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Local Taxation

Part of the debate – in the House of Commons at 3:32 pm on 4th July 2005.

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Photo of Caroline Spelman Caroline Spelman Shadow Secretary of State (Office of the Deputy Prime Minister) 3:32 pm, 4th July 2005

I thank my hon. Friend for that intervention. He accurately points out that such a measure is redistributive. It is very attractive to a party that calls itself new Labour, but which is at its heart still socialist. I understand where it is coming from.

Permit me to give an overview of the impact of local income tax on a typical community. A pensioner with savings and investments would be taxed. A young person who is sharing a flat or in part-time work as a student would be taxed. A young family with a dual income and a mortgage, trying to make their way, would be taxed to the hilt. On top of all that, a local income tax would co-exist with a whole raft of other taxes, including regional income taxes to fund the network of unelected and undemocratic regional assemblies that have leached power away from local communities.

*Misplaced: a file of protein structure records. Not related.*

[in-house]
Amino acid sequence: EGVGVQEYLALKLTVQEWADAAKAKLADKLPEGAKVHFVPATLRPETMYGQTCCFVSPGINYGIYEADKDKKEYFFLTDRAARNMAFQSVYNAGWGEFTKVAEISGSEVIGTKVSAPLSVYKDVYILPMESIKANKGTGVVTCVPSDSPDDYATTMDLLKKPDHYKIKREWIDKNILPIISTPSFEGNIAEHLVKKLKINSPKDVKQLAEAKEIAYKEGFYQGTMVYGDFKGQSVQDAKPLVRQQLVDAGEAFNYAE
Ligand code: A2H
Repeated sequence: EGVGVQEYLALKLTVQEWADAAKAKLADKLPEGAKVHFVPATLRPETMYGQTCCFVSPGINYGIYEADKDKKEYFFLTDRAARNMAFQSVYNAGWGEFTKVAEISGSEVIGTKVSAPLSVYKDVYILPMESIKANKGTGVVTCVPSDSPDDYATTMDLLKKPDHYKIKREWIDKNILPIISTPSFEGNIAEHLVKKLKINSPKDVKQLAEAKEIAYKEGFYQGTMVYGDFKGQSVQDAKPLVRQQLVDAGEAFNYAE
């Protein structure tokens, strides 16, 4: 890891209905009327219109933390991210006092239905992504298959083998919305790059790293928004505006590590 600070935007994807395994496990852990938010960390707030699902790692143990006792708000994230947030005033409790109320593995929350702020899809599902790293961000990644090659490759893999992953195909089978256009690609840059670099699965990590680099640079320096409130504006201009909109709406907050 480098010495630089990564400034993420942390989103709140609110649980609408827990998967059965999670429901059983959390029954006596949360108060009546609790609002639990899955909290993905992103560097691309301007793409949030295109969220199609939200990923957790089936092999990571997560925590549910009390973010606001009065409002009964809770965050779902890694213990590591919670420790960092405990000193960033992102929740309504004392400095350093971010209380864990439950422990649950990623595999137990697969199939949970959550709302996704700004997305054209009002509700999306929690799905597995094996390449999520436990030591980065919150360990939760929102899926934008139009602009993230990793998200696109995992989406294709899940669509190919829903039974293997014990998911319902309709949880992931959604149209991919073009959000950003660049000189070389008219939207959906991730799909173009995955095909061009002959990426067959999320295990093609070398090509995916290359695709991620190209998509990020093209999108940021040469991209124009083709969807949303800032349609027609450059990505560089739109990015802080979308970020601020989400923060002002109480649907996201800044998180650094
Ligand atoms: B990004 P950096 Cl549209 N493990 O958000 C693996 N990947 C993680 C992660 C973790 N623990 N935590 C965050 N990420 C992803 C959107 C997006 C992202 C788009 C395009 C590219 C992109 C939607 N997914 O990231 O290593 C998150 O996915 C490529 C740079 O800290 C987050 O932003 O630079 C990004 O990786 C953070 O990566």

Presumably, the Liberal Democrats support London Mayor Ken Livingstone in his quest to introduce a London-wide regional income tax. As the Association of London Government has recently observed, this could mean up to 6 per cent. on the basic rate of income tax for Londoners.